Since Sunday, we have 49 teachers signed in from:
- Scotland (updated as I was writing this blog post 🙂 )
A few more teachers have commented and e-mailed me of their interest:
- New Zealand
Please, please help me spread the word, by possibly blogging about the project on your own blog and encouraging teachers in your school or district to participate. We especially need schools in Africa, Europe and Asia to connect to.
I have been working on creating a Around the World with 80 Schools Wiki, that will giveÂ participants a central place for information, time lines, pictures of the video conferences, links, etc. I am also planning on creating an “Around the World with 80 Schools” blog for my school, where my students can record their reflections on the connections made with 80 schools.
The Wiki will be a work in progress, but here are the main areas so far.
What do you need to connect with another school and Skype?
- Internet Connection
- Downloaded Skype program
- webcam (usually has an integrated multidirectional microphone)
- microphone (if not integrated with webcam)
How to set up Skype?
- Check out Sue Waters EXCELLENT Quick Start Tips for New Skype users.
How to set up your classroom?
- Have 1-4 “hot seats” in front of the camera
- Have the area around the webcam well lit
Skyping for the first time
I would suggest to set up a test skype before you skype with your students the first time. Nothing is more nerve wrecking than to have a classroom full of students and NOTHING is happening on the screen.
I have tested the skype set up between two classrooms in our school before, as well as with the other school (without students). Let the students know that technology is not fail proof. Have a backup plan, in case your call does not go through or your internet connection is down.
Preparing your Skype Call
1. What to expect of the Skype Calls:
- Keep it short. The idea is a quick in and quick out.
- Skype calls can be from one minute to no longer than 5 minutes.
- Letâ€™s connect, just to say Hello , Hola, Ni Hao, Hallo, Shalom, etc.
2. Preparing your students ahead of time for the Skype Call
- Ask yourselves what you would share with the other school about your own school, country, city?
- Figure out ahead of time,Â if you want to collect authentic data from the schools that your are connecting with, in order to work with spreadsheets, analyze and compare data and create graphs later on. What kind of data, related to your curriculum are you looking for?
- What questions would you ask of them?
- What knowledge do you already have of the location/culture/etc.
- Locate their city and country on the map.
- Where in relationship to your location
- Time Zone
- Consider having a “Show and Tell” item.
- Remember you will only have up to 5 minutes for Q &A
- What languages do you speak in the country you live in?
- How do you say â€œ?â€ ?
- What is your favorite sport to play or watch?
- What kind of music do you like to listen to?
- What is the nearest big city?
- What is the name of your president?
- What did you always wanted to know about our country/city?
- Be creative and have one “unexpected” question to ask
- Practice how the change in “hot seats” will occur. Handing over of the microphone, etc.
- Have a digital camera and flip camera ready to be documenting the video conference.
- Decide if you want to record the Skype conversation:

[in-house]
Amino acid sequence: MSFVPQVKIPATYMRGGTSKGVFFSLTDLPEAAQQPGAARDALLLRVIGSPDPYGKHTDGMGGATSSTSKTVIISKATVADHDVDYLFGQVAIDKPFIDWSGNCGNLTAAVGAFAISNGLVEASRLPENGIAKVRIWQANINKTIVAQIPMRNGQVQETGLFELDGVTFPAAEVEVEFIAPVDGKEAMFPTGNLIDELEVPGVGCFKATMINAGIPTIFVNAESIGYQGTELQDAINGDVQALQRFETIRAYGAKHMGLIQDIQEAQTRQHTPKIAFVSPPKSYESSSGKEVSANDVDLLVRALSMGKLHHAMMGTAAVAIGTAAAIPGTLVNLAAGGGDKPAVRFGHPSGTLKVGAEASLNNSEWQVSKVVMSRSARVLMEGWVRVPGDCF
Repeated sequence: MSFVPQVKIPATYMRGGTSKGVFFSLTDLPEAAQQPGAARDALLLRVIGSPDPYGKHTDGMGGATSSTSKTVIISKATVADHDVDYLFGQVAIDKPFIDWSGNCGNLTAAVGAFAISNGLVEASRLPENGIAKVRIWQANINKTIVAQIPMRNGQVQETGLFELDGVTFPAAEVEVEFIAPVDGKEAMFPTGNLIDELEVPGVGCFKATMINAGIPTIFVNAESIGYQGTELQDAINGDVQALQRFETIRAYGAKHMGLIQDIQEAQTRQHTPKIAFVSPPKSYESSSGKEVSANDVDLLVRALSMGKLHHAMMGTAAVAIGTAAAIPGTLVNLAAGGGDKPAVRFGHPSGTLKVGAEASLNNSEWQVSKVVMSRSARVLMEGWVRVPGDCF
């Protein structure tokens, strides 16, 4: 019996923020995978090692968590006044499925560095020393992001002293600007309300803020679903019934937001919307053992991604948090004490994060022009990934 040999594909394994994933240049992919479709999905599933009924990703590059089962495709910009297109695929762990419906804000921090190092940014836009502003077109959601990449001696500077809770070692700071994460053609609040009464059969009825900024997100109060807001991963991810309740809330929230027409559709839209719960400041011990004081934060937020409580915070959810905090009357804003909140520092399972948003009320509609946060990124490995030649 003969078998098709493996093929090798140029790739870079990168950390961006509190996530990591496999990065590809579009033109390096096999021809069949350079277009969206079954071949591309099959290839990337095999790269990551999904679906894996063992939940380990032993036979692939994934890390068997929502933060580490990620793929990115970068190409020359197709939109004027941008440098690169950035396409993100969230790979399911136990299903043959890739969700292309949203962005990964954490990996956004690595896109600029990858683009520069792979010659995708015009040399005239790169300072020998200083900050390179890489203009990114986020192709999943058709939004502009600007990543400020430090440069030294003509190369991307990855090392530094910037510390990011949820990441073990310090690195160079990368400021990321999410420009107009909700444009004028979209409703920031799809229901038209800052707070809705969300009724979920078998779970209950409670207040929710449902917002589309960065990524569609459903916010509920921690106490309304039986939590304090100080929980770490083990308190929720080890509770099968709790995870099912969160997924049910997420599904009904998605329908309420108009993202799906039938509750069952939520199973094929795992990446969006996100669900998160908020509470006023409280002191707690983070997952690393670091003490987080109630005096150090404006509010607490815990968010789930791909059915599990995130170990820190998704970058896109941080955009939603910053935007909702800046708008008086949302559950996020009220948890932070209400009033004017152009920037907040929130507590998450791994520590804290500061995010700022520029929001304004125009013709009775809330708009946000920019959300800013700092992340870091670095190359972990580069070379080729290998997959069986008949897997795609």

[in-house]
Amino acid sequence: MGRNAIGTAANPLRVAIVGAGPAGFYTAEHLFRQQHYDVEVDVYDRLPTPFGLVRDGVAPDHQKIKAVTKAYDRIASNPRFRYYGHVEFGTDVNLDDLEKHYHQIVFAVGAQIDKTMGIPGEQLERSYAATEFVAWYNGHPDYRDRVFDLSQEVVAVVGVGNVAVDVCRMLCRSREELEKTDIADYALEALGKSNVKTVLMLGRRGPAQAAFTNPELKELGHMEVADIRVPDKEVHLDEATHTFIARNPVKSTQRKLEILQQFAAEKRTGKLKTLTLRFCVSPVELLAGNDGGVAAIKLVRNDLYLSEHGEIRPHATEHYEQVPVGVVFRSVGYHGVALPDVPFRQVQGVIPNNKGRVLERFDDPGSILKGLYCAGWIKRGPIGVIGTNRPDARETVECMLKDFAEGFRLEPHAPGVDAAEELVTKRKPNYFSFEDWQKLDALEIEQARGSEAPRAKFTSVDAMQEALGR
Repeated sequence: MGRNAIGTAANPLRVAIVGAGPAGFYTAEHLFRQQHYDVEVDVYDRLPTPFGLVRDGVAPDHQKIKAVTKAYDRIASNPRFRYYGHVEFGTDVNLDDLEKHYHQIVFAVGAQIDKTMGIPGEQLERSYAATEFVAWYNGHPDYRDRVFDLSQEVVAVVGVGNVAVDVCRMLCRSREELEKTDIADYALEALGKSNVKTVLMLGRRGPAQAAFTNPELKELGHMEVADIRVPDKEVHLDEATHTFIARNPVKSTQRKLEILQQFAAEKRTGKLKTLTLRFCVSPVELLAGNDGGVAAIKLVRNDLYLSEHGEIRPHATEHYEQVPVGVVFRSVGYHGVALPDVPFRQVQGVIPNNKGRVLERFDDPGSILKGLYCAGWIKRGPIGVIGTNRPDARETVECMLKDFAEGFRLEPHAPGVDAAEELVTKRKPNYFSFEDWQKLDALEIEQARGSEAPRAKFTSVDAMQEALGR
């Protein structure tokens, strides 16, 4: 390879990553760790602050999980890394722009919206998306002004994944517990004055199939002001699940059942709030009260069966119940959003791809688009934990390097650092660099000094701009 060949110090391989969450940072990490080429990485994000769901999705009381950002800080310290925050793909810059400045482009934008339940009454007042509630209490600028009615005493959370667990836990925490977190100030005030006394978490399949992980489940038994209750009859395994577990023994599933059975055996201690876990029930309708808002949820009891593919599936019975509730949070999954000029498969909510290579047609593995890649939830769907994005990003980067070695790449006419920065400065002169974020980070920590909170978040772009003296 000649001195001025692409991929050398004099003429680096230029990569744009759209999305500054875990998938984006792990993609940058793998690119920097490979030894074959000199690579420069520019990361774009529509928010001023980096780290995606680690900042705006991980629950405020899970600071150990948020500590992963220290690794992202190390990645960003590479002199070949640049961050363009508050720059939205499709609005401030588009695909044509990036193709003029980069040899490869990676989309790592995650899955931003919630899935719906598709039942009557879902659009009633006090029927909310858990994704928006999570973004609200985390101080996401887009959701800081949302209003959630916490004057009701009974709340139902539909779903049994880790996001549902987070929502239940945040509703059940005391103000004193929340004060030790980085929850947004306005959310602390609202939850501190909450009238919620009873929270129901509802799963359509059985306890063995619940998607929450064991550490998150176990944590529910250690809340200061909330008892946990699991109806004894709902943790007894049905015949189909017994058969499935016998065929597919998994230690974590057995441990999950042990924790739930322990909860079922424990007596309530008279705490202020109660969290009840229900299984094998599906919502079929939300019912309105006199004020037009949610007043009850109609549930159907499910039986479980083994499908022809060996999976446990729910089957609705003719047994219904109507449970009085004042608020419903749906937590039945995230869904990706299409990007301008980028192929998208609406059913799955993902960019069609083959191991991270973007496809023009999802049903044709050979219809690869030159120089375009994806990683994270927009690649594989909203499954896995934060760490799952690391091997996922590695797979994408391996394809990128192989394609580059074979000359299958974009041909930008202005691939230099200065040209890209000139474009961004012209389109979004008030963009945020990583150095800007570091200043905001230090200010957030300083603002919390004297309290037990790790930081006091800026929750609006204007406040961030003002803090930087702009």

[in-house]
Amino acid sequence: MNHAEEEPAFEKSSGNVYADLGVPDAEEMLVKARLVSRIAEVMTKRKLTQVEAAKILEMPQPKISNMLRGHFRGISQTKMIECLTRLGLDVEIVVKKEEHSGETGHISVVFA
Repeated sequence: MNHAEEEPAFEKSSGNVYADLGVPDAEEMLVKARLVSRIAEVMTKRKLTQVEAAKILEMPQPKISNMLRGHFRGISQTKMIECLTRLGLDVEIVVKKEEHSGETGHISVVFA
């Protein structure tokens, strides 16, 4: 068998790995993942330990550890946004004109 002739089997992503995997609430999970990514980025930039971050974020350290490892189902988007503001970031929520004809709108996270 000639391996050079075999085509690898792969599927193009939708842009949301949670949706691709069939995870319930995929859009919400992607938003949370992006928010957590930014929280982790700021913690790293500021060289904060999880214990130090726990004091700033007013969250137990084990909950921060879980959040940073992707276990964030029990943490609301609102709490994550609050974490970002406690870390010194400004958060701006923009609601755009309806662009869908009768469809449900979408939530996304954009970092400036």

- Ecamm– record video too (Mac)
During the Skype Call
- Make sure your webcam is mounted stable and pointing to share the faces of your students (not the top of their heads or the ceiling)
- It is helpful to have a “hot seat” in front of the webcam/microphone. The “other side” will be able to focus better on one or a few people rather than a larger crowd.
- Have a rule of only one person speaking at a time. It gets very confusing if several people are speaking at once for your listeners/viewers.
- If you have several students who will be talking, make sure they vacate and take the hot seat quietly and least amount of movement.
- Background crowd needs to move as little as possible, as that constitutes a major distraction.
- Introduce yourself and your class to your “visitors”.
- Have students ask their questions or share, show and tell about topics you have prepared.
- Keep the call under 5 minutes.
- Say goodbye as a class
After The Skype Calls
- Add the line on Google Maps to connect your last school with the school you just video conferenced with.
- Talk with your students about what they heard
- What did we learn?
- Were you surprised?
- Have student write or record their impression of the school, country, city, students, etc.
- Enter collected data in spreadsheet or graph.
- Connect and compare with other video conferences you already had during the challenge
- Blog a summary of the experience, add any questions you forgot to ask or observations your class made.
- Add images taken during the skype call to the blog.
- cultural awareness
- global awareness
- global collaboration
- technology integration
- social studies
National Educational Technology Standards (NETSâ€¢S)
2. Communication and Collaboration
Students use digital media and environments to communicate and work collaboratively, including at a distance, to support individual learning and contribute to the learning of others. Students:
a. interact, collaborate, and publish with peers, experts, or others employing a variety of digital environments and media.
b. communicate information and ideas effectively to multiple audiences using a variety of media and formats.
c. develop cultural understanding and global awareness by engaging with learners of other cultures.
d. contribute to project teams to produce original works or solve problems.